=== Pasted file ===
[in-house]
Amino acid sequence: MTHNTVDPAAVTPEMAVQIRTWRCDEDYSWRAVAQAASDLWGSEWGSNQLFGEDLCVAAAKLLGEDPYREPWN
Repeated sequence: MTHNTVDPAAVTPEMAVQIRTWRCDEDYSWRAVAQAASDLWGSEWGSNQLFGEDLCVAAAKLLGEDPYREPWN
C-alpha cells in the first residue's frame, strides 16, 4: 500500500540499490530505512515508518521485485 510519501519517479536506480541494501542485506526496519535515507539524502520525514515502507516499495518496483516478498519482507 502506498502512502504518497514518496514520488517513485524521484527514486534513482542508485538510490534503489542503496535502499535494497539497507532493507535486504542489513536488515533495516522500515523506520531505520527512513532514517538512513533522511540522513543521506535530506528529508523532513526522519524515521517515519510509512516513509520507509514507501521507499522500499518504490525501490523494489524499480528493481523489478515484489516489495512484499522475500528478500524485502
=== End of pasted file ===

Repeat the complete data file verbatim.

[in-house]
Amino acid sequence: MTHNTVDPAAVTPEMAVQIRTWRCDEDYSWRAVAQAASDLWGSEWGSNQLFGEDLCVAAAKLLGEDPYREPWN
Repeated sequence: MTHNTVDPAAVTPEMAVQIRTWRCDEDYSWRAVAQAASDLWGSEWGSNQLFGEDLCVAAAKLLGEDPYREPWN
C-alpha cells in the first residue's frame, strides 16, 4: 500500500540499490530505512515508518521485485 510519501519517479536506480541494501542485506526496519535515507539524502520525514515502507516499495518496483516478498519482507 502506498502512502504518497514518496514520488517513485524521484527514486534513482542508485538510490534503489542503496535502499535494497539497507532493507535486504542489513536488515533495516522500515523506520531505520527512513532514517538512513533522511540522513543521506535530506528529508523532513526522519524515521517515519510509512516513509520507509514507501521507499522500499518504490525501490523494489524499480528493481523489478515484489516489495512484499522475500528478500524485502